“You just get used to the smell, even when it burns your nose,” says Liz Gordon, a Louisiana native who has lived within eyesight of the ExxonMobil Baton Rouge Refinery her whole life. Gordon is one of eight Black women whose lives or health have been impacted by petrochemical facilities in their communities, and who are fighting back through film. Women of Cancer Alley premieres April 18 in New York City, featuring the personal narratives and activism of Louisiana environmental justice advocates shared on-screen, in their own voices.
With the ability to refine over 500,000 barrels of crude oil per day into toxic products like gasoline and diesel, ExxonMobil touts its Baton Rouge Refinery as “one of the largest and most versatile petrochemical hubs in the world,” naming it “the third largest refinery in the United States.” These are distinctions that Gordon says are sources of serious concern in her Baton Rouge community, whose population is over 50 percent African American.
Gordon says she’s often awakened by harsh chemical smells wafting from the nearby ExxonMobil refinery.
“The first thing I do is take pictures on my cell phone,” she says. “And then I call the [Louisiana] Bucket Brigade to report it, because they document these incidents. They are one of the only organizations that has taken any real action to help us.”
The Louisiana Bucket Brigade is a New Orleans-based nonprofit whose mission is to end petrochemical pollution in the state of Louisiana, where 18 refineries statewide refine 3 million barrels of crude oil daily. The Louisiana Bucket Brigade organized the film project. Anne Rolfes, the director, founded the group 19 years ago.
They’ve made me sick, they’ve made all of us sick; my only two brothers got cancer, and my sister in law died of cancer, tooSharon Lavigne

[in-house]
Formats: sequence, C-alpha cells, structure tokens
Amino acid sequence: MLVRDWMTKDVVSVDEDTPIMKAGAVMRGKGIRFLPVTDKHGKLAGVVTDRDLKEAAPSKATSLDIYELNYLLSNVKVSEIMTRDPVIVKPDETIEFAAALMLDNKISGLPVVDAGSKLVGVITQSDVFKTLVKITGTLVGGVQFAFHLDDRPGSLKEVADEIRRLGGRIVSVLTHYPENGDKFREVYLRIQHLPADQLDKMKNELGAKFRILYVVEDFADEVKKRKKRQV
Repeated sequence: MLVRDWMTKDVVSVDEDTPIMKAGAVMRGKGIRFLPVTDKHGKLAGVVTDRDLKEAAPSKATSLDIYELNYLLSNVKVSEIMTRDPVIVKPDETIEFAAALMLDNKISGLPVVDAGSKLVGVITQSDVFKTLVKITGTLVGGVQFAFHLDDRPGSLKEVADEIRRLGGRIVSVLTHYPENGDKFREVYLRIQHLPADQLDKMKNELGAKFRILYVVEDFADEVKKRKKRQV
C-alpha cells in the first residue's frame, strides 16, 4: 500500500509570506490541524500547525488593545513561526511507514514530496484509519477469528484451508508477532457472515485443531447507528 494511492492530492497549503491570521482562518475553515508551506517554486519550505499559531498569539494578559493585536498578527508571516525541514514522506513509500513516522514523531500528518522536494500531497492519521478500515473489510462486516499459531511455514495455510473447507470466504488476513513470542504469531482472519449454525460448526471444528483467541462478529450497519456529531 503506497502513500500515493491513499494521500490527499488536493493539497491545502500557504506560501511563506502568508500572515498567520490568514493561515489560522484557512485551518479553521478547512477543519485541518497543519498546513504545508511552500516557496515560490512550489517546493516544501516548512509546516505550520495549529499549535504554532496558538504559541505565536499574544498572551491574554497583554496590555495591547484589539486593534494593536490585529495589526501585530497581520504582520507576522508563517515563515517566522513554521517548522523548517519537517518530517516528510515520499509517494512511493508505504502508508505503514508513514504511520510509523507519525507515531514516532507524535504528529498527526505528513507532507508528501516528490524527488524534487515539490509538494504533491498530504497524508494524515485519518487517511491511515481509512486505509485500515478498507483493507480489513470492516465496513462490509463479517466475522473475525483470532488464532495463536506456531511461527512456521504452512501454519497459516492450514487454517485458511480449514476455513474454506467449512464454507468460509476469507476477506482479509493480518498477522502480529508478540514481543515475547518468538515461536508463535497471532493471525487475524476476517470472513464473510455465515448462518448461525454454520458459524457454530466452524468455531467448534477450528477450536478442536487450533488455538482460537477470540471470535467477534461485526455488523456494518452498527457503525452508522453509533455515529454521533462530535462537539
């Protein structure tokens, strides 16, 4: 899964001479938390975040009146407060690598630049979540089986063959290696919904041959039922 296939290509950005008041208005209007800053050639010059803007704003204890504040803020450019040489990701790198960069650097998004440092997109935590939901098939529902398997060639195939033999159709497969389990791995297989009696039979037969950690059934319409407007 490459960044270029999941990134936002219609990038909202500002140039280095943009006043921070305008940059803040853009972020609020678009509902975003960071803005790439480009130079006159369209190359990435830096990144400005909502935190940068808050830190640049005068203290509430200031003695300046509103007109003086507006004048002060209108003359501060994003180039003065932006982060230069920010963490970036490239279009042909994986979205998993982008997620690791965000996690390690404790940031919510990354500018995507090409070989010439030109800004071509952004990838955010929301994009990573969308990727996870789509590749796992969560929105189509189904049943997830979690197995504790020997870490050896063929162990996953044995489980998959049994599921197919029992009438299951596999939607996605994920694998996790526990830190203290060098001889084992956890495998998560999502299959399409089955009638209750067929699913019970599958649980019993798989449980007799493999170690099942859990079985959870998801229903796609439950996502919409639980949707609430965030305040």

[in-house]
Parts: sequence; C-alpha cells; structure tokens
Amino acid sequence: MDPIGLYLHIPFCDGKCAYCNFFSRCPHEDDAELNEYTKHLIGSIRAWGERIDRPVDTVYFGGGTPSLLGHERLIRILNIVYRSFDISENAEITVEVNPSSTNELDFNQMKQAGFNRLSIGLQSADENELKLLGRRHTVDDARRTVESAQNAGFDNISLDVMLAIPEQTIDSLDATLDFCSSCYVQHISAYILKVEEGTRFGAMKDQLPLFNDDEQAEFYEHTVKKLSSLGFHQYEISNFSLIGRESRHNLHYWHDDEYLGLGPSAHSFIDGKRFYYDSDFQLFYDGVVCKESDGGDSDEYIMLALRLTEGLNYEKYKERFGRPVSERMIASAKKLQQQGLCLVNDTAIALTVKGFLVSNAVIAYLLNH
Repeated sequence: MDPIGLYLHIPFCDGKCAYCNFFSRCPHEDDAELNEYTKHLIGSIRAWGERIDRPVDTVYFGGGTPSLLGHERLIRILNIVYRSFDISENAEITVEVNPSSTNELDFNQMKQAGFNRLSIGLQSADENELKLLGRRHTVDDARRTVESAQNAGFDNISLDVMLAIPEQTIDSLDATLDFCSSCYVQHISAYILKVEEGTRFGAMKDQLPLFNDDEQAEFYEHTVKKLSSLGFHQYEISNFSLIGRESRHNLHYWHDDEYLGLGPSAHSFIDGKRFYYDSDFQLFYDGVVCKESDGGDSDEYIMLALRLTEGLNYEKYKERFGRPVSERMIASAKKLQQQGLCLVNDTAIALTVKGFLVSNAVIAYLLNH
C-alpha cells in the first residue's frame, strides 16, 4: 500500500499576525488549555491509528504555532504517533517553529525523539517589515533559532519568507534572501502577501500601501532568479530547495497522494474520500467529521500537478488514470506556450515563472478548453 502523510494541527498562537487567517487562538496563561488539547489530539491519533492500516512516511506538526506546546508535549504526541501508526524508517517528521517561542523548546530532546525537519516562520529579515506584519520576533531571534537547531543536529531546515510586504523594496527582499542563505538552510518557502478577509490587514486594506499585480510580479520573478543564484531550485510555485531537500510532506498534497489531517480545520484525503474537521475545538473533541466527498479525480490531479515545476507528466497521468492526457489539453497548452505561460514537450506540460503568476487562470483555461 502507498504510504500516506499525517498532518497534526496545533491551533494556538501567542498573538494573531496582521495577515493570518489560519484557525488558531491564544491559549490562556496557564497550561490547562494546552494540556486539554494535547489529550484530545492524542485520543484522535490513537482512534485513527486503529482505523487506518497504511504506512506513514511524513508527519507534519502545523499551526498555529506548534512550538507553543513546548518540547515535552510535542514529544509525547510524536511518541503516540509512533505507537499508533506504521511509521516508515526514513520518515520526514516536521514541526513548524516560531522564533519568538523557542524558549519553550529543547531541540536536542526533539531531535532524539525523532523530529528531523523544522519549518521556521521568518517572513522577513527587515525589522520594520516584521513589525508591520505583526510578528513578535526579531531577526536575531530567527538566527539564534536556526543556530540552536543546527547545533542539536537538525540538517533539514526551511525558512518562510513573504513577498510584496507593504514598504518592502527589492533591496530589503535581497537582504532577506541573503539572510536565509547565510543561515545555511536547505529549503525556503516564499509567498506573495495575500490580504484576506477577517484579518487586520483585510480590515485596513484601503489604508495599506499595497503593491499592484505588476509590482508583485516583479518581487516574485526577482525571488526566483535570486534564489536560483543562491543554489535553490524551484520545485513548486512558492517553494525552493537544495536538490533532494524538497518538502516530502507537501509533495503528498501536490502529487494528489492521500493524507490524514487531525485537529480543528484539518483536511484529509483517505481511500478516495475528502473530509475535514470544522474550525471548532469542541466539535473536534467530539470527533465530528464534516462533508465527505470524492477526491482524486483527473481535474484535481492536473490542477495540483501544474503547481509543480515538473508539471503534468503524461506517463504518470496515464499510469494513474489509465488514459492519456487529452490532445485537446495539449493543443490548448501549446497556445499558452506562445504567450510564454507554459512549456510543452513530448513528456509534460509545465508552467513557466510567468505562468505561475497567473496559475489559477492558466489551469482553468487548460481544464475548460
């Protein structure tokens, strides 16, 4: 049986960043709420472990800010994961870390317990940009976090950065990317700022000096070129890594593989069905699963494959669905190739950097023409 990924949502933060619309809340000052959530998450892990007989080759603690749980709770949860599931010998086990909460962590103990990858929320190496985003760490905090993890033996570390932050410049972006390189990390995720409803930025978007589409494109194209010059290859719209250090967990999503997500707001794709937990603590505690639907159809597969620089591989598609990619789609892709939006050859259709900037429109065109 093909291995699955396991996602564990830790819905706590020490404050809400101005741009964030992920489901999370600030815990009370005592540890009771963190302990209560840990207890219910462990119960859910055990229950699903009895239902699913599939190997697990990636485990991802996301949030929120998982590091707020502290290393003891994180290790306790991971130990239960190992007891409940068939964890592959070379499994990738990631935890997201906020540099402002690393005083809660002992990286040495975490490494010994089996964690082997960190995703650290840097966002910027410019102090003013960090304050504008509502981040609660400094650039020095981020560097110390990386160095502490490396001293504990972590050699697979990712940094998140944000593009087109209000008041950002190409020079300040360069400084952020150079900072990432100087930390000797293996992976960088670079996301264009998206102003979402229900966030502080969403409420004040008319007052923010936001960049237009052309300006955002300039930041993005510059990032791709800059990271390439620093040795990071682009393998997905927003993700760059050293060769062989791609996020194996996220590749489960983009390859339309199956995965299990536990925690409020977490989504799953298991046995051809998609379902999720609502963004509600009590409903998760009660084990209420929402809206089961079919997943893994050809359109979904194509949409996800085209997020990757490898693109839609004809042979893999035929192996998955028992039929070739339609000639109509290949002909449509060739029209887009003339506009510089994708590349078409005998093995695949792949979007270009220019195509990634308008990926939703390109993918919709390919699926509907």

“In that time we’ve worked with 21 communities up and does the Mississippi River, and [throughout] the state, we estimate we’ve helped about 15,000 families,” says Rolfes, a native of Lafayette who grew up knowing “a lot of wonderful people made wealthy by the oil industry.” After trips to Nigeria where she witnessed the havoc wreaked on various communities stemming from energy giant Shell’s widespread oil production industry there – including toxic oil spills and alleged human rights abuses and killings – Rofles began thinking differently about oil’s effect on the planet and people.
“The experience made me completely change my perspective,” Rolfes told ESSENCE. “When I came back, I became vested in fighting for my own home state’s community.” The Louisiana Bucket Brigade provides advocacy, training and support for Louisianians resisting petrochemical facilities encroaching on their communities.
Rolfes piloted the organization’s film project, Women of Cancer Alley, a “collection of films made by a group of women who live adjacent to chemical plants, tank farms and refineries along the Mississippi River in south Louisiana,” according to its website. Rolfes says the women, all Black, all Louisiana-born, created seven, two-minute films in a workshop led by Berkley, CA-based Storycenter.